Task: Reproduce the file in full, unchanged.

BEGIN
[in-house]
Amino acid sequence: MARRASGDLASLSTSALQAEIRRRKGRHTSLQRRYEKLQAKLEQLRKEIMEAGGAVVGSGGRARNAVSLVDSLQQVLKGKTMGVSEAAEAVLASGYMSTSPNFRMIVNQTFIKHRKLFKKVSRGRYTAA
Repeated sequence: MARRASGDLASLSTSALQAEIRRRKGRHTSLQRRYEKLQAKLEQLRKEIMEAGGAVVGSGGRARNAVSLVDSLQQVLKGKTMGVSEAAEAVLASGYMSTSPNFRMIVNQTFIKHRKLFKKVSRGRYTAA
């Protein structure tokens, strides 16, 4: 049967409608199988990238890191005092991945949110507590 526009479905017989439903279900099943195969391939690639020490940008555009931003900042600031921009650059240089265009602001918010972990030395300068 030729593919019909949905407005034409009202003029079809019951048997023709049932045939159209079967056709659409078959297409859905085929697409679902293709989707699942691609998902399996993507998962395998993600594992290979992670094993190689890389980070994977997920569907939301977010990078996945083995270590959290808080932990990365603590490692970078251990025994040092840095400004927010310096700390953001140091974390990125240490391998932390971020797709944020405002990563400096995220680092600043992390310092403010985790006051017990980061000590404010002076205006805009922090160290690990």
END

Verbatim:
[in-house]
Amino acid sequence: MARRASGDLASLSTSALQAEIRRRKGRHTSLQRRYEKLQAKLEQLRKEIMEAGGAVVGSGGRARNAVSLVDSLQQVLKGKTMGVSEAAEAVLASGYMSTSPNFRMIVNQTFIKHRKLFKKVSRGRYTAA
Repeated sequence: MARRASGDLASLSTSALQAEIRRRKGRHTSLQRRYEKLQAKLEQLRKEIMEAGGAVVGSGGRARNAVSLVDSLQQVLKGKTMGVSEAAEAVLASGYMSTSPNFRMIVNQTFIKHRKLFKKVSRGRYTAA
């Protein structure tokens, strides 16, 4: 049967409608199988990238890191005092991945949110507590 526009479905017989439903279900099943195969391939690639020490940008555009931003900042600031921009650059240089265009602001918010972990030395300068 030729593919019909949905407005034409009202003029079809019951048997023709049932045939159209079967056709659409078959297409859905085929697409679902293709989707699942691609998902399996993507998962395998993600594992290979992670094993190689890389980070994977997920569907939301977010990078996945083995270590959290808080932990990365603590490692970078251990025994040092840095400004927010310096700390953001140091974390990125240490391998932390971020797709944020405002990563400096995220680092600043992390310092403010985790006051017990980061000590404010002076205006805009922090160290690990």